Make your innovation program more effective by training its governing team
During a recent Lean Entrepreneurship CIO Event in Atlanta I was asked a fantastic question: “Did you have to train your Angel Team?” The “Angel Team” was our incubator’s governance board. The team was responsible for deciding which ideas entered the incubator and provided mentoring to all of the startups within. Today, the answer to this question is “yes”. Although, that is not the answer we would have given earlier in the program’s life and this is because of a very important lesson we learned during our journey.
The people who formed the inaugural Angel Team had been involved with our incubator since the program’s inception. In fact, many of them had been participants in the workshop where we initially defined the challenges the incubator was designed to address and set the program’s strategic objectives. They had an enormous amount of context. However, once we were ready to launch the program in earnest, we needed to expand the Angel Team to ensure it was large enough and sufficiently diverse. We also needed to ensure it adequately represented the company’s broad business interests and varied organizations.
As we expanded the team, we realized that new members were unaware of things like the program’s objectives and intent, its structure and stages, and their own role within the team. The need for this level of orientation was fairly obvious, and these “introductory topics” required only an hour or two of review. As the program matured, we discovered the need for another class of, arguably more important, training – for Angels with all levels of experience.
Over time, the performance of the Angel Team began to drift. We had added more businesses to the incubator and those businesses were in various stages of maturity. As the volume and variety of activity increased, and the Angels became more comfortable with one-another, we found the Angel Team beginning to develop some bad habits. These bad habits included diving deeply into interesting, though irrelevant, topics (“chasing shiny objects”) or pursuing a line of inquiry too early in a business’ life. The latter can have dire consequences, as it can cause an incubating team to run out of time and funding by focusing on the wrong activities. Founders will often act on any topic an Angel raises, whether relevant or not, therefore it is critical that the Angels stay within the proper context when speaking with them. At best, this behavior created unnecessary stress for incubating teams.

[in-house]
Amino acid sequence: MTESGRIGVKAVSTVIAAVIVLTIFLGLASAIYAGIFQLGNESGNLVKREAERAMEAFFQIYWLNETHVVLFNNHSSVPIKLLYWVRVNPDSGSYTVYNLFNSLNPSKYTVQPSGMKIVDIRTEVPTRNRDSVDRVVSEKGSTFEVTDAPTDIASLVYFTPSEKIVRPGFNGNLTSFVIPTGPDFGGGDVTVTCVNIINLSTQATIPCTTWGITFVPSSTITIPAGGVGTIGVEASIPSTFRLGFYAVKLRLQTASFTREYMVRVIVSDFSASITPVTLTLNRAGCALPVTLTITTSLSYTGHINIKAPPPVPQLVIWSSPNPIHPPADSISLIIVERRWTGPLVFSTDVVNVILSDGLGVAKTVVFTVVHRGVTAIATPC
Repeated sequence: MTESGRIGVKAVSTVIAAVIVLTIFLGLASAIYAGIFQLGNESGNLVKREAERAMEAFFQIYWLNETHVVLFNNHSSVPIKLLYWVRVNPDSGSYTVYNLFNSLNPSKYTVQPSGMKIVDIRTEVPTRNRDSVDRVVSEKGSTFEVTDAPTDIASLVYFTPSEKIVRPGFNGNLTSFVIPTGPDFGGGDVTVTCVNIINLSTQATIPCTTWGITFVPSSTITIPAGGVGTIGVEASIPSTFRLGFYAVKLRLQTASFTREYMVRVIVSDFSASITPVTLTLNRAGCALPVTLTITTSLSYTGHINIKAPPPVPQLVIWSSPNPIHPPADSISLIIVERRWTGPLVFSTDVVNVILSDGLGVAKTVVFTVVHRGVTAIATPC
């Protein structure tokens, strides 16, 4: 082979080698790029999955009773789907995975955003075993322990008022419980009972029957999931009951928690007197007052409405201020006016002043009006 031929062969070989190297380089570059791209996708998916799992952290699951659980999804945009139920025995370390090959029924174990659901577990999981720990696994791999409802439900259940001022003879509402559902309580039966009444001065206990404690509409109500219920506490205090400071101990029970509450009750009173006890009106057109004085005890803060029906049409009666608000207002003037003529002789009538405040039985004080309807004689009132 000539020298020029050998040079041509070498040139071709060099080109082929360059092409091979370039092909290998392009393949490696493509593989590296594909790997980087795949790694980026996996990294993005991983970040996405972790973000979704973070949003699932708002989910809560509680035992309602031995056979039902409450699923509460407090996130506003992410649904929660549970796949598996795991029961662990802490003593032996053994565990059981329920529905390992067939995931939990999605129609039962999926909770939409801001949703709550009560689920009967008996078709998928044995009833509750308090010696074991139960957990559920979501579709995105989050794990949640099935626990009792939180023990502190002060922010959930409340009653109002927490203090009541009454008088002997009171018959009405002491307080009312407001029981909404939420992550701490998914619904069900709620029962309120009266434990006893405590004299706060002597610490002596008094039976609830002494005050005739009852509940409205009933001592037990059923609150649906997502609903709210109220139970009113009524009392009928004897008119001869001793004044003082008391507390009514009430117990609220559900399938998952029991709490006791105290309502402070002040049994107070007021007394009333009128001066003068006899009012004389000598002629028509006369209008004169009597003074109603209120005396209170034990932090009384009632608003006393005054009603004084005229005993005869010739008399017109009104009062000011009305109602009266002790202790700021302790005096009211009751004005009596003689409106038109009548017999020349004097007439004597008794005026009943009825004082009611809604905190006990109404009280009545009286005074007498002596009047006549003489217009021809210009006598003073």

Left unchecked, these simple habits can place an incubating business, or an entire program, at risk of failure. We created an “Angel Fitness” program to ensure each Angel had the skills necessary to give each business the best possible chance to succeed, and that Angels focused their efforts on activities most critical to the success of each incubating business. The program consisted of some simple memory aids and extremely lightweight training resources.
Training your own Angel Team is critical. To ensure your innovation governance team is effective and focused, the following points can help your team stay on track:
We also provided a one-page overview of our innovation program outlining each stage’s objectives as well as an illustrative set of questions for each stage. It, alone, had a tremendously positive impact on our Angel Team’s performance. The Angels often referred to it during our “pivot, pause, or persist” reviews to ensure they were operating in the right context; and the illustrative questions often inspired new, relevant, and exciting questions of their own.
Thank you to everyone who attended the event. I enjoyed our discussions and your fantastic questions.
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